And the DWP is not known for its sensitivity. Like when its wretched servants ask depressives why they haven’t committed suicide yet. No depressed person should be asked this question. And no rape victim should be required to describe the event for an unsympathetic bureaucrat, whose only concern is to find some excuse to sanction their benefits.

One of the many great commenters on Mike’s blog, Aunty1960, posted this about their experience of the way the DWP handles rape claims.

I have witness statements on my After Atos feedback survey from rape and child sex survivors who say they have to recount their ordeal up to ten times every time they are called for an assessment as they have to again go through it with GP social worker, psychiartrist, DWP physiotherapist counsellor etc etc in order to get each bit of paper and supportive documentary evidence.

The assessors are not understanding or supportive and can ask really inappropriate and insensitive questions.

One witness statement says that all the work that has been done over the years has been totally undone because of having to go through the assessments and retell it and relive it everytime. No closure and respect for PTSD triggers, just keep opening the wound over and over again.

Some very inappropriate comments by assessor on women and their sexuality and sexual experiences. Even outright disapproval of a woman being a lesbian and inappropriate comments.

A lot of work undone and lost. and that includes physical ailments where interventions have been completely undone and undermined.

I cannot stand most people most of the time and professionals about sexual abuse and social discrimination and prejudice, Same ideas still there. This just reinforce and compounds it 100 times more.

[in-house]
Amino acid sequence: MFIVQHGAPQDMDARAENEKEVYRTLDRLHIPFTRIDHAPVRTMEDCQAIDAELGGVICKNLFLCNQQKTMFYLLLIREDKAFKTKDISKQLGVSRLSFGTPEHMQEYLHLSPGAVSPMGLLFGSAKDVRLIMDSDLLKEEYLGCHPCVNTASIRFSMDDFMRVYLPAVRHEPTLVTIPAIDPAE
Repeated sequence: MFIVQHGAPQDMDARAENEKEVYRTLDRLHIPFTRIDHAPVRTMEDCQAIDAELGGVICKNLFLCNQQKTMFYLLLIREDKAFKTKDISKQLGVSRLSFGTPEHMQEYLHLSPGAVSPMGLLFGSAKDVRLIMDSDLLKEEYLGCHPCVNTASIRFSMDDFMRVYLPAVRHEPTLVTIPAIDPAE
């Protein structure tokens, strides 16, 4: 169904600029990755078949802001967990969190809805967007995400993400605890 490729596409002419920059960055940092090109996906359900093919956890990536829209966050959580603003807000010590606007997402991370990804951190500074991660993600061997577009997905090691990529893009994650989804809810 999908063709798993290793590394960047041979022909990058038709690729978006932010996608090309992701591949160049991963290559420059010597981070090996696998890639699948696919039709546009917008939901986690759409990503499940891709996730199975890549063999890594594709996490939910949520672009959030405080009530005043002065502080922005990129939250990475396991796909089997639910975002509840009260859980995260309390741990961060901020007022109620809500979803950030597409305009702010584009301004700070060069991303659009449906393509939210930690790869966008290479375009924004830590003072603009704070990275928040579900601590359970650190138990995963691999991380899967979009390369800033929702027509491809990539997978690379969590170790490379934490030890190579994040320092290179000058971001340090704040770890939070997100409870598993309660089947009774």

But McVile’s statement is designed to play to that part of the Tory-voting public, who are fortunate never to have stepped into a jobcentre, at least, not recently. The people, who are prepared to take the Tories comments about their welfare reforms at face value, and swallow all the lies about how they’re not cutting benefits, their simply refocusing them to help people better. The lies that workfare isn’t about giving cheap, subsidised forced labour to big business, including the supermarkets, but about helping people into work by giving them new skills and other such specious rubbish. Quite apart from the morons that believes the lies put out by the Scum, the Heil and the Depress that all benefit claimants are really scroungers, no matter how severe their disability. ‘Cause these papers says so, and they saw that character in a wheelchair running about in Little Britain. Oh yes, and single mothers only have babies to claim the child and other benefits.You can read off the standard Tory attitudes of the people, who will believes McVile’s monstrous, platitudinous lies, almost like ticking boxes in a list.

Not the Scots, however. The day after McVile uttered this bilge, they organised a demonstration against her. Bravo! and maximum respect! McVie is truly vile, along with the rest of the squad running the DWP – Damian Green and his predecessor, Ian Duncan Smith. All of them should be cleaned out and charged with crimes against humanity for their role in manipulating the benefits system to cause the victims of their sanctions to starve to death or commit suicide.

Unfortunately, they’re likely to be rewarded instead. Rape Clause Ruth was in today’s papers because Time magazine has named her one of the 20 most influential women, or at least, influential women in Scotland. Which is enough to have millions of Scots voting SNP because of Nicola Sturgeon. Although I’d rather see named as more influential than Davidson the actress, who played Mary Hen, Rab. C. Nesbit’s long-suffering wife.